The set started with the sound of someone flipping stations on an FM radio permeating the speakers playing key songs from prominent Seattle acts synonymous with the 90s ‘grunge’ scene, culminating with the radio announcer mentioning our heroes.

The crowd erupted as the band members filled the stage, but went ballistic when singer Kevin Martin reared his gorgeous head. As they launched into their first song of the night Arrow, you could tell the room was filled with rabid fans keen to see the the band play their only ever time in Brisbane, as this is the only occasion they have played in Australia and will be their last as well.

Better late than never.

We all expected this concert to be rich in tracks from the debut album, so it was nice to hear Simple Lessons, from their 1995 sophomore effort Lucy. What Do You Need? from their eighth album The Long Goodbye, released in 2023 and the apt name of this tour was up next and featured back vocals from bassist Adam Kury, the bands’ 3rd bassist in their illustrious career. The song is sleazy and sexy with an awesome octave riff and dirty halftime feel. Great song.

Before launching into slow burner Change from their self-titled debut, Kevin admitted he wrote the song on mushrooms. Another important song in their catalogue that has that signature ‘grunge’ loud/soft verse/chorus dynamic with a double time bridge, but dang they do it well. Quality songwriting performed exquisitely. We get the 1 st example of guitarist Brian Quinns’ prowess on the six-string with a tasty wah-wah solo that made the ladies sit up and take notice.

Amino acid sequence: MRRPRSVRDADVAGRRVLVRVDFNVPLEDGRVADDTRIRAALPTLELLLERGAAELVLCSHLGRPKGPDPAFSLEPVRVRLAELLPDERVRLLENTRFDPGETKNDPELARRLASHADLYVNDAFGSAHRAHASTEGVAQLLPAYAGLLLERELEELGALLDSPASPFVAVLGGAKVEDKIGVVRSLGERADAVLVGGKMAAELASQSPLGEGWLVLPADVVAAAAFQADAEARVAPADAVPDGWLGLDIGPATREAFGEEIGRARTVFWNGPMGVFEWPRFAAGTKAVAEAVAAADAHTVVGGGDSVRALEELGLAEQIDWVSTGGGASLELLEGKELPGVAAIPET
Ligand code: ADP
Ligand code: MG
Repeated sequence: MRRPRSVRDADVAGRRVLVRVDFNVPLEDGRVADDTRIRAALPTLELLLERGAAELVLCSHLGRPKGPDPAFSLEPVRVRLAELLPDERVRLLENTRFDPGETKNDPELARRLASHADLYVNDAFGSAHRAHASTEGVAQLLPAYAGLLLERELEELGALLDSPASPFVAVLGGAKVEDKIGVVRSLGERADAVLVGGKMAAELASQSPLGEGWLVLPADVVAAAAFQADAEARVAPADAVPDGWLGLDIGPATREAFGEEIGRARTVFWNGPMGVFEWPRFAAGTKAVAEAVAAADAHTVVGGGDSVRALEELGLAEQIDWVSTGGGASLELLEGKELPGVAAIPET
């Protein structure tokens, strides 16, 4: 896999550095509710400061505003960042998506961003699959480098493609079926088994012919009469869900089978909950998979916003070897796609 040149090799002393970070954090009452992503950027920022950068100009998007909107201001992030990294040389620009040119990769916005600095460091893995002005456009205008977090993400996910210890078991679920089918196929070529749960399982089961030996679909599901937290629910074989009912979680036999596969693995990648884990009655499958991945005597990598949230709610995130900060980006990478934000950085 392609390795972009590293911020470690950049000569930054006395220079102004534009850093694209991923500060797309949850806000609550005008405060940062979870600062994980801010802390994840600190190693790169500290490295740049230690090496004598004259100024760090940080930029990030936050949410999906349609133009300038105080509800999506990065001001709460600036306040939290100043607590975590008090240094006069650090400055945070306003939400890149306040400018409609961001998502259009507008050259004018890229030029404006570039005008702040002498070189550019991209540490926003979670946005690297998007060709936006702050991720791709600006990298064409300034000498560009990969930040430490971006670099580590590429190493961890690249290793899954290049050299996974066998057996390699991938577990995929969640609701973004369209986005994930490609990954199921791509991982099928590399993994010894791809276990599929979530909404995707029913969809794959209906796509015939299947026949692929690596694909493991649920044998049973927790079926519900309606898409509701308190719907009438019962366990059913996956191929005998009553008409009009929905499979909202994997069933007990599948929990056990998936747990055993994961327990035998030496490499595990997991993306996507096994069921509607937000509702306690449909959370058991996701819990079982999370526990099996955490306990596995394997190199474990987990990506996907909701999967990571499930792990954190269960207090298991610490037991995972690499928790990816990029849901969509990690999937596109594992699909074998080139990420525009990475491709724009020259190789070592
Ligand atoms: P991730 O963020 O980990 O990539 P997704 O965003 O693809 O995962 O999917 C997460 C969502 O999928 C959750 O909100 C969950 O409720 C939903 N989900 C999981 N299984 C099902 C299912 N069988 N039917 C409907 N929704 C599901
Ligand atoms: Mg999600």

4th song in an already kick as set was Blossom, a beautiful song with an epic chorus dedicated to Kevin’s brother-in-law Ryan as he also revealed to the uninitiated he is married to an Australian woman (proving he has impeccable taste).

Following that was the 1st song off the debut album, Don’t You, and by now the crowd are in full sing-along mode. As if only played as a request by their sound guy, 10,000 Horses from the album Happy Pills was revealed to be hated by Kevin, both song and album. For me, it came out when their sound was tired and they weren’t exploring new options, but has slowly grown on me to be a decent song from a great selection of songs. Hindsight is awesome sometimes.

Before cranking out fan favourite from last year’s album The Long Goodbye, Elegante (which is another example of how this band still knows how to write a decent rock tune 30 years and eight albums deep into their career,) Kev introduces the band. Drummer BJ Kerwin only joined the band in 2021 and follows a strong lineage of drummers keeping groove for CANDLEBOX, including Dave Crusen who drummed on PEARL JAM’s debut album Ten. BJ is a great solid drummer and keeps pace well, only self-admitting to screwing up once all night, but like a true professional, played it off to the point that if he didn’t scoff, the audience would not have even known he slipped up. The song features gorgeous three-part vocal harmony in the chorus as rhythm guitarist Island Styles joins Adam and Kevin on singing duties. Their voices blend beautifully in the Triffid’s acoustic realm.

They follow up with A Sweet Summertime, which considering the vast catalogue of strong songs that would work in a live setting they had to choose from, even to jam on GUNS N ROSES’, Sweet child O Mine in the bridge to wake the audience up with the band playing the opening riff, 1st verse and chorus to the ‘Gunners’ classic The audience happily sings along further cementing my original claim that the average CANDLEBOX fan cares not of style and genre. Just good music played well.